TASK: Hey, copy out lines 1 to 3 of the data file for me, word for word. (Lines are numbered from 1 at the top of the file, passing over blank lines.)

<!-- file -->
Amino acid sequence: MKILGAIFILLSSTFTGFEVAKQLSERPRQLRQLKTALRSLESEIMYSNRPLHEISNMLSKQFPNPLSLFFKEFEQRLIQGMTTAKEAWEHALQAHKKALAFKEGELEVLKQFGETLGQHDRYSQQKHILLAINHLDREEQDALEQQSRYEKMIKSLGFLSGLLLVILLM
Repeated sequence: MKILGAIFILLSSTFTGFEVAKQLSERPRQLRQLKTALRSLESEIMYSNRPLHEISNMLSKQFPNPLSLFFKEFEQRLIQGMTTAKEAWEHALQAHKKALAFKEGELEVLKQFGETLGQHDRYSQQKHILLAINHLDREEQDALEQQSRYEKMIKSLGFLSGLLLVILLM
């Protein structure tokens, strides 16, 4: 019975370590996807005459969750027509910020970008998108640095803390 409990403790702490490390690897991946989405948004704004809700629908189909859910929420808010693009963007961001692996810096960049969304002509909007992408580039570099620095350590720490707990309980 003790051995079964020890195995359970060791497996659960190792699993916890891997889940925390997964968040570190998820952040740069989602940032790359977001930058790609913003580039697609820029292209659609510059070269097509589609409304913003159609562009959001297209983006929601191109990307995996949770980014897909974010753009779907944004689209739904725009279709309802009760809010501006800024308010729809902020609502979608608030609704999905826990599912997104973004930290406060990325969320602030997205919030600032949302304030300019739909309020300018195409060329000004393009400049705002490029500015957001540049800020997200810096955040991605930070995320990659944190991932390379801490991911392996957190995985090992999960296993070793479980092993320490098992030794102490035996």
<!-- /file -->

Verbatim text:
Amino acid sequence: MKILGAIFILLSSTFTGFEVAKQLSERPRQLRQLKTALRSLESEIMYSNRPLHEISNMLSKQFPNPLSLFFKEFEQRLIQGMTTAKEAWEHALQAHKKALAFKEGELEVLKQFGETLGQHDRYSQQKHILLAINHLDREEQDALEQQSRYEKMIKSLGFLSGLLLVILLM
Repeated sequence: MKILGAIFILLSSTFTGFEVAKQLSERPRQLRQLKTALRSLESEIMYSNRPLHEISNMLSKQFPNPLSLFFKEFEQRLIQGMTTAKEAWEHALQAHKKALAFKEGELEVLKQFGETLGQHDRYSQQKHILLAINHLDREEQDALEQQSRYEKMIKSLGFLSGLLLVILLM
């Protein structure tokens, strides 16, 4: 019975370590996807005459969750027509910020970008998108640095803390 409990403790702490490390690897991946989405948004704004809700629908189909859910929420808010693009963007961001692996810096960049969304002509909007992408580039570099620095350590720490707990309980 003790051995079964020890195995359970060791497996659960190792699993916890891997889940925390997964968040570190998820952040740069989602940032790359977001930058790609913003580039697609820029292209659609510059070269097509589609409304913003159609562009959001297209983006929601191109990307995996949770980014897909974010753009779907944004689209739904725009279709309802009760809010501006800024308010729809902020609502979608608030609704999905826990599912997104973004930290406060990325969320602030997205919030600032949302304030300019739909309020300018195409060329000004393009400049705002490029500015957001540049800020997200810096955040991605930070995320990659944190991932390379801490991911392996957190995985090992999960296993070793479980092993320490098992030794102490035996």